On September 21 a blog post here by Songyi Zhang complained of the habits of American (that is, U.S.) drivers, and contrasted them with Chinese and Canadian drivers. What Songyi Zhang doesn’t know is that there are considerable local differences in driving habits: dialects.
Pittsburgh, where I live, has been called “The city that lets you in.” Yes, generally speaking, if you are waiting to enter a long line of moving traffic, Pittsburghers will let you in. It’s also the habit in Pittsburgh, when cars are waiting at an intersection for a light to turn green, that the person going straight through will allow a car traveling in the opposite direction to turn left in front of him or her. After long residence in Pittsburgh, I lived in New Jersey for three years, commuting to work on heavily traveled two-lane roads. At first I would wave an opposing driver signaling for a left turn to turn in front of me. But they didn’t. They didn’t expect this opportunity and didn’t respond. So I gave up the habit.
I won’t make a moral generalization about this. Maybe it’s not that Pittsburghers are more polite. Maybe it’s that traffic is generally less heavy and drivers less frustrated. Other Pittsburgh habits are not so considerate. They are just cultural differences.
For example, there’s a phenomenon I call “the Pittsburgh glide.” When a light (and by the way, Pittsburghers call this a REDlight, accent on the first syllable, not a “traffic light” or just a “light”) turns yellow, Pittsburghers don’t stop for it—they go through. They go through if the light is yellow when they approach it. It’s my impression that they go through if they’ve SEEN the yellow from a distance. Recently I’ve seen people who simply follow the bus or truck ahead of them through the light. Since they can’t see that it’s red, it’s okay, right?
The dialect in New York City is, or was some years ago, in conflict with this habit. In New York, the culture was to “jump the light”—that is, to anticipate a light’s turning from red to green, to start through as soon as the light facing the perpendicular street turned red. (This habit started when there were no yellow lights, only red and green, and maybe is influenced by taxicabs.) This must be the origin of the phrase “a New York minute,” meaning no time at all.
I’ve driven through Pennsylvania and into New Jersey on interstate highways many, many times, and I think I could tell when I get to New Jersey just because cars zoom past me (in the middle lane) on the right-hand side as much as on the left-hand side, and I think they actually prefer to pass on the right. At one time many left-hand lanes in New Jersey were reserved for vehicles that carried more than two passengers, but I don’t think that’s the reason. Someone from New Jersey will have to explain it.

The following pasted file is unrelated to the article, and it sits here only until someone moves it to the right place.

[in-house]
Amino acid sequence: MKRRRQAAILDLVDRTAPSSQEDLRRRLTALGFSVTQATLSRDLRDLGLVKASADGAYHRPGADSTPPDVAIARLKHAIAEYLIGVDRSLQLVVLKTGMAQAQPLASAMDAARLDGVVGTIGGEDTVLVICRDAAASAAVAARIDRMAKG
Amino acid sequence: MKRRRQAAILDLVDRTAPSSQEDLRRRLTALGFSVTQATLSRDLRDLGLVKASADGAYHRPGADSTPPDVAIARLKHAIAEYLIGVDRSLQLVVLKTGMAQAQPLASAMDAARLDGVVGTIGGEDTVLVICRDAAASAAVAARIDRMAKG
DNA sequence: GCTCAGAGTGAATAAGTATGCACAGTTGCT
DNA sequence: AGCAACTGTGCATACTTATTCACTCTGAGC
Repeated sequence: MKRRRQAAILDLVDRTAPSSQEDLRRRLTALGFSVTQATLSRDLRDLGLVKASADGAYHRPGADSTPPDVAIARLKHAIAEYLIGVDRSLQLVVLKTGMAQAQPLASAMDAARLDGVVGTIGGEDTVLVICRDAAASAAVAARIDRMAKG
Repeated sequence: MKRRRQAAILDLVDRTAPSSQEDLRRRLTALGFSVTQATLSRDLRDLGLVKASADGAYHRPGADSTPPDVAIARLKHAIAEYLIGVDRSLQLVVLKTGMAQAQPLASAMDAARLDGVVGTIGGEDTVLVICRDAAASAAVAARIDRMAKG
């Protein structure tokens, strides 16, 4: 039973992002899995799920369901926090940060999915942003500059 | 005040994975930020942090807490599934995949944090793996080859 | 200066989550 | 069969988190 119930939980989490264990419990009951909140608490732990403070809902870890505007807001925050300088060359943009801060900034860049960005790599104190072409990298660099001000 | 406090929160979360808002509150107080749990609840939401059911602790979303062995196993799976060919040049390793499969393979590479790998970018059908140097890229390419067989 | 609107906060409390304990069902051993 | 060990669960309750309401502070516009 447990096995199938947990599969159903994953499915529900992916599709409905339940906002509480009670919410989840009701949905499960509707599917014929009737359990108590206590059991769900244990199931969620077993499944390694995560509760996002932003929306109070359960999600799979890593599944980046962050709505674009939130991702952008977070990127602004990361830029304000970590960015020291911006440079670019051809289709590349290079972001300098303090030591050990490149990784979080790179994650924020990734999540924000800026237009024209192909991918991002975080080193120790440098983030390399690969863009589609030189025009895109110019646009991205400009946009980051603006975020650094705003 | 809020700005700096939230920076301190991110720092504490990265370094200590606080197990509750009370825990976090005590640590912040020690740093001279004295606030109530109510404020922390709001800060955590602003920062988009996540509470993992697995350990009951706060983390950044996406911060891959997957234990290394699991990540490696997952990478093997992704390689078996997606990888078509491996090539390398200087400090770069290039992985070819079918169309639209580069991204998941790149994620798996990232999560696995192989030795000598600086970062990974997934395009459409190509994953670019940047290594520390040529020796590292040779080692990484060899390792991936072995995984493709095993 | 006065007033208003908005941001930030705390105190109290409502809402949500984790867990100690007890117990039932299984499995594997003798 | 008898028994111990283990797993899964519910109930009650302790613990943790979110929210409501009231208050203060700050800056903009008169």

Based on her experience in Quebec, Songyi Zhang mentioned speeds in Canada versus speeds in the U.S. Some fifteen or so years ago my family spent a number of vacations in Ontario, and the speed at which those Canadians drove took our breath away. I attributed it then to it’s being a bigger country. Either Canadians have driving dialects too (and why not? many Quebecois think they’re a department of France—but French drivers are another story) or habits have changed a great deal since then—either ours or theirs.
Now, Massachusetts. I learned to drive in Massachusetts, but I am not, not, not a Massachusetts—at least not a Boston—driver. I hate to tailgate or to be tailgated. When I drove in Massachusetts, if I left a reasonable space between my car and the car ahead of mine, inevitably another car would insert itself into that space. I was an adult when I learned to drive and my driving instructor knew I came from New York City–one of the few places in the U.S. where people can never learn to drive without being or feeling deeply deprived. He said, “The difference between New York drivers and Boston drivers is that New York drivers don’t know how to drive, and Boston drivers know how they ought to drive, but won’t.”
When I moved from Massachusetts to California (long, long ago), even though I had a driver’s license, I had to take an over-the-road test to get a California license. And I failed! Why? The examiner explained: “Remember when you were going through an intersection and you slowed down? That wasn’t necessary. The other driver (opposite) was signaling for a right turn.” (“Ha!” I thought. “In Boston, the other driver might have been signaling for a right turn and turn left in front of you.”) “You know how to handle a car,” the examiner said. “You just haven’t learned our California style of driving yet.” Style? Style? I could have spit.